Alcohol screening questionnaire can help identify high-risk drinkers with increased postoperative health care use
Alcohol misuse is a potentially modifiable risk factor for postoperative complications. The commonly used three-item AUDIT-C alcohol screening questionnaire could be used to identify patients at increased risk for costly postoperative inpatient health care use, concludes a new study. Providing these patients with preoperative alcohol interventions might provide a cost-effective approach to decrease postoperative resource use as well as improve patient outcomes, suggest the researchers.
The study included male Veterans Affairs patients who completed the AUDIT-C on mailed surveys from October 2003 through September 2006, who were hospitalized for nonemergency, noncardiac major operations in the following year. The researchers evaluated postoperative inpatient health care use across four AUDIT-C risk groups (scores 0, 1 to 4, 5 to 8, and 9 to 12), adjusting for smoking status, sociodemographics, and other factors.
Patients with high-risk drinking (AUDIT-C scores 9 to 12) spent nearly a day longer in the hospital and had longer intensive care unit stays after surgery compared with low-risk drinkers (AUDIT-C scores 1 to 4), and were twice as likely to return to the operating room. High-risk drinking was not associated with hospital readmission. Lower level at-risk drinking (AUDIT-C scores 5 to 8) was not associated with any measure of postoperative health care use. Nondrinkers (AUDIT-C score 0) had increased health care use on all measures compared with low-risk drinkers, but the differences were relatively small. This study was supported in part by the Agency for Healthcare Research and Quality (T32 HS13853).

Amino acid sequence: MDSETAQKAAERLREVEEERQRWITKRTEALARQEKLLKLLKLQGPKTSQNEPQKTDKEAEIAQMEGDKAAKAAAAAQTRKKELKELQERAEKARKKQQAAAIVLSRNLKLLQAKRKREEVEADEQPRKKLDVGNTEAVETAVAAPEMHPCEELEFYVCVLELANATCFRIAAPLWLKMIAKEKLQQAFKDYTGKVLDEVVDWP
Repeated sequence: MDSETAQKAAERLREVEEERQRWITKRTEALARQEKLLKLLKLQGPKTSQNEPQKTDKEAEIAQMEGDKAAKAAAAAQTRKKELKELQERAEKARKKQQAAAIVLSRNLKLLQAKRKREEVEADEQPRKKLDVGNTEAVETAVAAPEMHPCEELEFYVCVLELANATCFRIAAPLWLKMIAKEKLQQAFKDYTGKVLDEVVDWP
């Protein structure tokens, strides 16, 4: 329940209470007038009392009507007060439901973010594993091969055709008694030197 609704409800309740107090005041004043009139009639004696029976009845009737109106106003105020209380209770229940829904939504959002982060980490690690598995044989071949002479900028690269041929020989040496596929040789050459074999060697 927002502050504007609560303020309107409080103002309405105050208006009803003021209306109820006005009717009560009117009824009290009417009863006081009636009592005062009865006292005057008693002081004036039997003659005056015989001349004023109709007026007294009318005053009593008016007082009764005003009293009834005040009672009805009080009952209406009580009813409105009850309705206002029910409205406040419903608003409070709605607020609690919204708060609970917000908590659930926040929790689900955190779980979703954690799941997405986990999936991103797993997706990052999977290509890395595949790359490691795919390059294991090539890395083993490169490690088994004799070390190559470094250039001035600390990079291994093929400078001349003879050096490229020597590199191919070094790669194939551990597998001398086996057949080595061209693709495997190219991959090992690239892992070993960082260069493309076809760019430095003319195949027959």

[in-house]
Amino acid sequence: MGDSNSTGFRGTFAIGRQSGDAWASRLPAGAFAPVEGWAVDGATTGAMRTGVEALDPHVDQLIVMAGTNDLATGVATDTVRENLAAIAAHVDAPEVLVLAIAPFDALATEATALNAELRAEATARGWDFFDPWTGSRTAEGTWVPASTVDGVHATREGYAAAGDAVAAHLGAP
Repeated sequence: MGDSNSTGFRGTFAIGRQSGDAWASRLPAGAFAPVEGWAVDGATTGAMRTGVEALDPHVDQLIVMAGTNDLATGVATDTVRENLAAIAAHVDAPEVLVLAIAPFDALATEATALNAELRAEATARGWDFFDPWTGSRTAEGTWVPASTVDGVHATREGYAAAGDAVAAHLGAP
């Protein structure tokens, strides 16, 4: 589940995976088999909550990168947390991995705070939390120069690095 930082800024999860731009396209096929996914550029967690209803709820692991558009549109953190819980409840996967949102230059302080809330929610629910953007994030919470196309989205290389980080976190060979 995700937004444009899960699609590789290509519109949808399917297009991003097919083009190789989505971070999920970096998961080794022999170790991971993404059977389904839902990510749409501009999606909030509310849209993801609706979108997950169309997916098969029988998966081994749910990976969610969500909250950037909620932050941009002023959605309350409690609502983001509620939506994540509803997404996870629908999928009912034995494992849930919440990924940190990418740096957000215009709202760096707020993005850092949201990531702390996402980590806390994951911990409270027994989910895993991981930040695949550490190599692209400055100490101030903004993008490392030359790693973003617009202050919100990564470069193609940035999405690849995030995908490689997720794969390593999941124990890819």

See "AUDIT-C alcohol screening results and postoperative inpatient health care use" by Anna D. Rubinsky, MS, Haili Sun, PhD, David K. Blough, PhD, and others in the Journal of the American College of Surgeons 214, pp. 296-395, 2012.
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